Originally created 03/15/97

No Free Ride

Public transit buses now carry a message as they rumble down major roads in Augusta.

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Soon, television and radio personalities such as Jill Kelly and Charlie James from WKBG-FM (107.7) will tell you to watch or listen to their stations. Culpepper Ford will be announcing its new location off Interstate 20.

Similar to big cities, the Augusta Public Transit buses are now carrying advertising. But the money is being raised to offset a nearly 50-percent cut in federal funding, an estimated $300,000, and to keep the bus line from cutting routes or hiking fares.

"It's actually pretty funny to think someone's sitting there and (our faces) roll by,"Ms. Kelly said.

The program, which local businessman Allen Childs calls "Adopt A Bus," is an alternative for the transit system to raise money, despite recent cuts in federal funds, said Heyward Johnson, director of the transit system.

The rate is $200 per panel, and the contracts are for one year. The ads can rotate on buses and can be changed whenever the client wants, Mr. Childs said.

"It's real big in the other markets. This is just a real good means to advertise. Your message is a moving billboard," he said.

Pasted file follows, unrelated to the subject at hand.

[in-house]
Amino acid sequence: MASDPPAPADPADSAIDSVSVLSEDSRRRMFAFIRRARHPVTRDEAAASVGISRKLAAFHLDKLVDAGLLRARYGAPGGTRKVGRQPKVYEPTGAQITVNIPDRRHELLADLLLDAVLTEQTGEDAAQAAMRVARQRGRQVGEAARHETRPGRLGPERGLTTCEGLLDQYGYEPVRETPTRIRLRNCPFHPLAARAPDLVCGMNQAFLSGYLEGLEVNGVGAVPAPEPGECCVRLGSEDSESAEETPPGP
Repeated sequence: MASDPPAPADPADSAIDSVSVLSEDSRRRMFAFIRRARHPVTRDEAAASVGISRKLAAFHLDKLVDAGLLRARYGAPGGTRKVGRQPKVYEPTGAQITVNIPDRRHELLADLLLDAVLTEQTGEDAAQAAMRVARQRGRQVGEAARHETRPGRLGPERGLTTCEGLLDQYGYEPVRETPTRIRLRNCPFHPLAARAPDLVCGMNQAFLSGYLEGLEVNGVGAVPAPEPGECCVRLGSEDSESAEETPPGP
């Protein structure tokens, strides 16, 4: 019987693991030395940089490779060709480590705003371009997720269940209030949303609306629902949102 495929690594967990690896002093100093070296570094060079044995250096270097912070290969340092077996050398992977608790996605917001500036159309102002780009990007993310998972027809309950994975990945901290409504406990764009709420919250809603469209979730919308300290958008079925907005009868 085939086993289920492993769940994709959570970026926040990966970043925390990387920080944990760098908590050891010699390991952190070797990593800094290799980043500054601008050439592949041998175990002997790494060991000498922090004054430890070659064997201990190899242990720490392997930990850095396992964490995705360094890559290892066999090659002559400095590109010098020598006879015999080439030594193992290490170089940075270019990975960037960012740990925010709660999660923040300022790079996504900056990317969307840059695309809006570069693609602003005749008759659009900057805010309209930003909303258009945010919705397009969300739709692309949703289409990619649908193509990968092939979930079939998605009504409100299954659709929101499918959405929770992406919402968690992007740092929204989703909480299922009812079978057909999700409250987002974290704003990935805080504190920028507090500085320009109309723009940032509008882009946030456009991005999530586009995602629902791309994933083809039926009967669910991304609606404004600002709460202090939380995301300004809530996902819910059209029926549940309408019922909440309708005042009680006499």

Mr. Childs agreed in February to pay the city $6,030 a month for three years if they allowed him to sell space to local and national advertisers.

Mr. Culpepper saw bus advertising as a way to tell Augusta about his car dealership's new location.

Other advertisers to be featured on the buses this month include attorney Terry Leiden and WAGA (Channel 26). Potential businesses to buy space include Hooters, WFXA (Foxie 103) and Gary's Hamburgers.

But don't expect to see ads for Calvin Klein underwear, Joe Camel or Absolut vodka on the buses.

Tobacco, alcohol and "anything not in good taste with the community," will not be allowed, Mr. Johnson said.


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